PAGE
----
Most Fibromyalgia Research is Worthless
I make it a point to try to be aware of all fibromyalgia research that is published by using PubMed’s free subscription service (http://www.ncbi.nlm.nih.gov/pubmed/). I get to read all of the abstracts this way and if I find articles that are of special interest to me I try to download them. PubMed reports 659 publications in the last 12 months relating to fibromyalgia. For those who are interested, there are 9,366 articles listed in the all the years that data are available. For 1990, the year the American College of Rheumatology 1990 fibromyalgia criteria were published, PubMed cites 95 articles. If you think that after all these years of research you and your patients are much better off, think again. A kind, conscientious physician treating a fibromyalgia patient in 1980 or 1990 will have done as well as the 2016 health workers with access to all of these new publications and expensive if not very efficacious medications.
Of all the 9,366 articles on fibromyalgia indexed in PubMed 1,268 have an attached tag of “clinical trial.” You can get a flavor for the research by looking at the two most recent articles. The first is titled, “The Effects of a Gluten-free Diet Versus a Hypocaloric Diet Among Patients With Fibromyalgia Experiencing Gluten Sensitivity-like Symptoms: A Pilot, Open-Label Randomized Clinical Trial.” That led me to ask myself. “Why would anyone want this information or want to do such a study?” The authors sav, “Patients with fibromyalgia frequently present with symptoms similar to those experienced by patients with gluten-related disorders, raising the possibility that a subgroup of these patients could be experiencing underlying gluten sensitivity. This study aimed to evaluate the effects of a gluten-free diet (GFD) compared with a hypocaloric diet (HCD) among patients with fibromyalgia? Well, the reason they did it was [they say] “…the possibility that a subgroup of these [fibromyalgia] patients could be experiencing underlying gluten sensitivity.” One reason for publications like this one is not quite the old “publish or perish.” Instead, think that the authors like a little of the glory that comes from being “scientists” and publishing “research.”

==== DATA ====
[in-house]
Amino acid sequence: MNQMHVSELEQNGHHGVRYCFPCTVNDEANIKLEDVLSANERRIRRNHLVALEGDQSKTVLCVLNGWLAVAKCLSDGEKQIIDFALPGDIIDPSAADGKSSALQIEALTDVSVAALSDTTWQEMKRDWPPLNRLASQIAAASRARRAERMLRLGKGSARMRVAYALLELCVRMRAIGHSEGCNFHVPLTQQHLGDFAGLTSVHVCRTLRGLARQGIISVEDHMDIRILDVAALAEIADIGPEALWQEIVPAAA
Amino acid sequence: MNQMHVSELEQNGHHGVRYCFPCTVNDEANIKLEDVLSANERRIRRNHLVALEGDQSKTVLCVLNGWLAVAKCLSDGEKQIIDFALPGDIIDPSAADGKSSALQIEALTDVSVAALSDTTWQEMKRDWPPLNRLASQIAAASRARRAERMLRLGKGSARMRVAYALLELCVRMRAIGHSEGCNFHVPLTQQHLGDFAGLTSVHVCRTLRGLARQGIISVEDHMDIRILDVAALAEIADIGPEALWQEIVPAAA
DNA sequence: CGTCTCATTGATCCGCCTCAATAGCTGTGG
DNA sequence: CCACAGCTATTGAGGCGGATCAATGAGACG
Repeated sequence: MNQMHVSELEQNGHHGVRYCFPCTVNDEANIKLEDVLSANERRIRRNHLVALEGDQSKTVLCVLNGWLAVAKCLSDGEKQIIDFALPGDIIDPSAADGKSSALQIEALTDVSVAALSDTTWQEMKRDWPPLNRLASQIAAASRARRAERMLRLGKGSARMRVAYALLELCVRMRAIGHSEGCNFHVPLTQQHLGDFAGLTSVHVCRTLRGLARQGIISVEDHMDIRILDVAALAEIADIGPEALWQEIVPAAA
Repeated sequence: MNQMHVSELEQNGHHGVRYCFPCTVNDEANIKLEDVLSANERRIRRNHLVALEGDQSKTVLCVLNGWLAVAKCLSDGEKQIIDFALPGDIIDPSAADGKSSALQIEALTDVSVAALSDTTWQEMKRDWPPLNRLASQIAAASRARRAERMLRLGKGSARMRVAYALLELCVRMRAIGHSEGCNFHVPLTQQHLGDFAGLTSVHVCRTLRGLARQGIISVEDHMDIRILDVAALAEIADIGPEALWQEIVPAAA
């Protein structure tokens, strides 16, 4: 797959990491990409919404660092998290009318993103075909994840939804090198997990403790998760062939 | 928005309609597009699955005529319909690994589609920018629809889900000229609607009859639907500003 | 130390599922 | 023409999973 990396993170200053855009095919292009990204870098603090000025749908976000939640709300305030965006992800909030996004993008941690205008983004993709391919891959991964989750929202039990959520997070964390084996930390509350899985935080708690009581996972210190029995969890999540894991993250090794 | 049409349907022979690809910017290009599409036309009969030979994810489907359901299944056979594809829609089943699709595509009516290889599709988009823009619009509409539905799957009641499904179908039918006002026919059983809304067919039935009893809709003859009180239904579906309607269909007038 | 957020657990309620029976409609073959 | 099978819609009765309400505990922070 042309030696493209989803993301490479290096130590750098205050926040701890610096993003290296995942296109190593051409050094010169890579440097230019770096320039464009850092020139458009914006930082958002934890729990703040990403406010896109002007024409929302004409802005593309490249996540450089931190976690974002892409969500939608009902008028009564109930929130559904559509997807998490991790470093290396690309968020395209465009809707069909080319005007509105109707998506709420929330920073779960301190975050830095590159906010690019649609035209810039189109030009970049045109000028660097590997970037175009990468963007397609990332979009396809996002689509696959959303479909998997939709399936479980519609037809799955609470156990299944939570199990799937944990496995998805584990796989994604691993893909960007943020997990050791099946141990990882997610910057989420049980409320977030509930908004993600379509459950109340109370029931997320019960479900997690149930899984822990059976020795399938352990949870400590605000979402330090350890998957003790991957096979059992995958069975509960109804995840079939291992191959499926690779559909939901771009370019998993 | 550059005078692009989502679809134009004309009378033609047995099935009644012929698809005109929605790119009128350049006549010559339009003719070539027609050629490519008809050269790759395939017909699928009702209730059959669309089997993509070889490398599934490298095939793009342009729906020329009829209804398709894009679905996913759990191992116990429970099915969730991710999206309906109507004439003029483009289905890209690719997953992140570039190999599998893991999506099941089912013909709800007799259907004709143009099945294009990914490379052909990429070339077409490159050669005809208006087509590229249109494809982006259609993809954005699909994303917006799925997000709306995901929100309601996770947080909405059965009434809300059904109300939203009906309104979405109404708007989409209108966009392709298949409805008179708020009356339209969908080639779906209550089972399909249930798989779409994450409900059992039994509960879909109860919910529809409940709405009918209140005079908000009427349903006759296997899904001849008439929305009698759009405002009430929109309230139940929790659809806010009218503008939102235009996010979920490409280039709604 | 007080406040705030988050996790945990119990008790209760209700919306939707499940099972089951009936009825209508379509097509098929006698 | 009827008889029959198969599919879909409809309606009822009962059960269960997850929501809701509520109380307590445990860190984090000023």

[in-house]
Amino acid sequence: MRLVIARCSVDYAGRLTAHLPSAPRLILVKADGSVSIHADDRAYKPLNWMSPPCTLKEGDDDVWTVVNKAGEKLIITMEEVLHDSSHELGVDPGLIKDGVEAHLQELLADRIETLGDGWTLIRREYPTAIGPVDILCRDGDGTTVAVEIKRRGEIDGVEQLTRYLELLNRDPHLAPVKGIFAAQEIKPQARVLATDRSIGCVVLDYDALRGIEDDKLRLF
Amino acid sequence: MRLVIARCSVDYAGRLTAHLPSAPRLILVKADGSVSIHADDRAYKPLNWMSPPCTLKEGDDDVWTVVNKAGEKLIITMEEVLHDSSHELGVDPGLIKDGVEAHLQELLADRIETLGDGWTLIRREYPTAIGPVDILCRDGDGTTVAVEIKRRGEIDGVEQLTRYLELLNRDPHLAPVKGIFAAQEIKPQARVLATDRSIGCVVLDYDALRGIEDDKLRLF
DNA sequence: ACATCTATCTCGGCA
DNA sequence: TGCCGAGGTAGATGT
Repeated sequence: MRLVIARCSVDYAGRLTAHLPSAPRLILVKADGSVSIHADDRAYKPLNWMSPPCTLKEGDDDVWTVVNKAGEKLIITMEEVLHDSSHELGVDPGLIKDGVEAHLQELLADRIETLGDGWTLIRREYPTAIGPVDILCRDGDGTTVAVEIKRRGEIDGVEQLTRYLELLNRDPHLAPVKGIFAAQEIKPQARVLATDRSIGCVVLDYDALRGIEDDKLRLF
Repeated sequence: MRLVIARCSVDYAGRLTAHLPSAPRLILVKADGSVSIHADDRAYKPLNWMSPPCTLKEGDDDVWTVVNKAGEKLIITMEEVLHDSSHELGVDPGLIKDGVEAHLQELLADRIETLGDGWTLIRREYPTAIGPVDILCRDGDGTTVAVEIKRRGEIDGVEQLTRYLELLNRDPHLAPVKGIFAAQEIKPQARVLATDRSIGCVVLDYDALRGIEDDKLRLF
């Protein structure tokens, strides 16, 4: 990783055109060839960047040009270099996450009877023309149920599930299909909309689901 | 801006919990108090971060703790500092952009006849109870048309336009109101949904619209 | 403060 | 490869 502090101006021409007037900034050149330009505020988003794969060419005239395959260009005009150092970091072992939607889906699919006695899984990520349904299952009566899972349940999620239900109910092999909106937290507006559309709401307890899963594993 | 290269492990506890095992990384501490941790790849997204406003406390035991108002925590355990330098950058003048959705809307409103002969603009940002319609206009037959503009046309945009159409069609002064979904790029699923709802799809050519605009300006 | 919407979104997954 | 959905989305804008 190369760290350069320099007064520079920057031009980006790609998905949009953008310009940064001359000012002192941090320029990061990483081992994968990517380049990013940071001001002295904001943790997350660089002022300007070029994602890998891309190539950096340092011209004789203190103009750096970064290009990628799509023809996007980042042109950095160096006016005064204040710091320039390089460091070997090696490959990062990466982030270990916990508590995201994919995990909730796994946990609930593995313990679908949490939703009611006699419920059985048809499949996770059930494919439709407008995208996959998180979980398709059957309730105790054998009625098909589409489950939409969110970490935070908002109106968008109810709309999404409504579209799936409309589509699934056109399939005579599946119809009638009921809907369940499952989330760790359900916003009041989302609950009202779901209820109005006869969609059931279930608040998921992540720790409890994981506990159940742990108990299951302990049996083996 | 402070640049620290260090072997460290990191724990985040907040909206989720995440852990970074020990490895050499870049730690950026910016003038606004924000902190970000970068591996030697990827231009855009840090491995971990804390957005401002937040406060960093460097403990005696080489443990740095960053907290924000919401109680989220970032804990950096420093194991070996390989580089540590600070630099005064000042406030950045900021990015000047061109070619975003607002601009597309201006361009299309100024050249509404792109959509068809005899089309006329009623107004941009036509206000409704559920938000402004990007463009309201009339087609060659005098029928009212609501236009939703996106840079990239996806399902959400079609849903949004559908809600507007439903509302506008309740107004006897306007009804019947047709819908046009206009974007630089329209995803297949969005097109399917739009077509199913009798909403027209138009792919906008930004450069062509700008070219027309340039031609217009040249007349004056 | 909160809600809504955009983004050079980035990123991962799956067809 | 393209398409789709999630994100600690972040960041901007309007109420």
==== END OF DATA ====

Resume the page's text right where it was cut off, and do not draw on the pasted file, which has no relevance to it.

The second article is “Safety and efficacy of pregabalin in adolescents with fibromyalgia: a randomized, double-blind, placebo-controlled trial and a 6-month open-label extension study.” This is a special class of article,” one sponsored, funded, written and analyzed by Pfizer and led by physicians with a very long conflict of interest list. Pfizer has a long history of government fines, corrupt practices and ghost (or semi-ghost) written articles. The article concludes, “while this trial did not meet its primary efficacy outcome, improvements in secondary outcomes of pain and impression of change, together with a safety profile that was consistent with the known profile in adults with FM, suggest that patients might benefit from pharmacological treatments.” This isn’t the first time in Pfizer clinical trials that the authors point out the effectiveness of drugs that failed to meet their primary outcome goals. Few know that “Pfizer” is an old Klingon word that means beware.